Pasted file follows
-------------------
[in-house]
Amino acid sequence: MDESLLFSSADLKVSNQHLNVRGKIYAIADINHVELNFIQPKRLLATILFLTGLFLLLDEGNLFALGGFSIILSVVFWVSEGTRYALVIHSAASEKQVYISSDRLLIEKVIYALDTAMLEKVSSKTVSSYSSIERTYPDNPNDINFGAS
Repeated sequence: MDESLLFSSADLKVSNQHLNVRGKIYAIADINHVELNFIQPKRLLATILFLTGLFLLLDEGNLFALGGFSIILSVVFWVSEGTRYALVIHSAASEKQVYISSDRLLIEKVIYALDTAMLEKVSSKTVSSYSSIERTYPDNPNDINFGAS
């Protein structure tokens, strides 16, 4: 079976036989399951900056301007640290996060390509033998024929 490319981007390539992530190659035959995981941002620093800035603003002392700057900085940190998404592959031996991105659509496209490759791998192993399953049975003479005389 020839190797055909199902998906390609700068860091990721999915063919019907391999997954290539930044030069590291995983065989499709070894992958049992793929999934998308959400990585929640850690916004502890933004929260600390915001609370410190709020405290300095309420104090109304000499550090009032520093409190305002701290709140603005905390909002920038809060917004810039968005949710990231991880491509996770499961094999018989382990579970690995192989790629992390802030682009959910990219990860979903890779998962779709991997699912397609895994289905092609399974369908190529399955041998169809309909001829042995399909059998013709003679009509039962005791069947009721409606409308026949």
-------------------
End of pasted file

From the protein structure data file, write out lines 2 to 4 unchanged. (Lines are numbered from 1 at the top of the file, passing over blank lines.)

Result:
Amino acid sequence: MDESLLFSSADLKVSNQHLNVRGKIYAIADINHVELNFIQPKRLLATILFLTGLFLLLDEGNLFALGGFSIILSVVFWVSEGTRYALVIHSAASEKQVYISSDRLLIEKVIYALDTAMLEKVSSKTVSSYSSIERTYPDNPNDINFGAS
Repeated sequence: MDESLLFSSADLKVSNQHLNVRGKIYAIADINHVELNFIQPKRLLATILFLTGLFLLLDEGNLFALGGFSIILSVVFWVSEGTRYALVIHSAASEKQVYISSDRLLIEKVIYALDTAMLEKVSSKTVSSYSSIERTYPDNPNDINFGAS
């Protein structure tokens, strides 16, 4: 079976036989399951900056301007640290996060390509033998024929 490319981007390539992530190659035959995981941002620093800035603003002392700057900085940190998404592959031996991105659509496209490759791998192993399953049975003479005389 020839190797055909199902998906390609700068860091990721999915063919019907391999997954290539930044030069590291995983065989499709070894992958049992793929999934998308959400990585929640850690916004502890933004929260600390915001609370410190709020405290300095309420104090109304000499550090009032520093409190305002701290709140603005905390909002920038809060917004810039968005949710990231991880491509996770499961094999018989382990579970690995192989790629992390802030682009959910990219990860979903890779998962779709991997699912397609895994289905092609399974369908190529399955041998169809309909001829042995399909059998013709003679009509039962005791069947009721409606409308026949």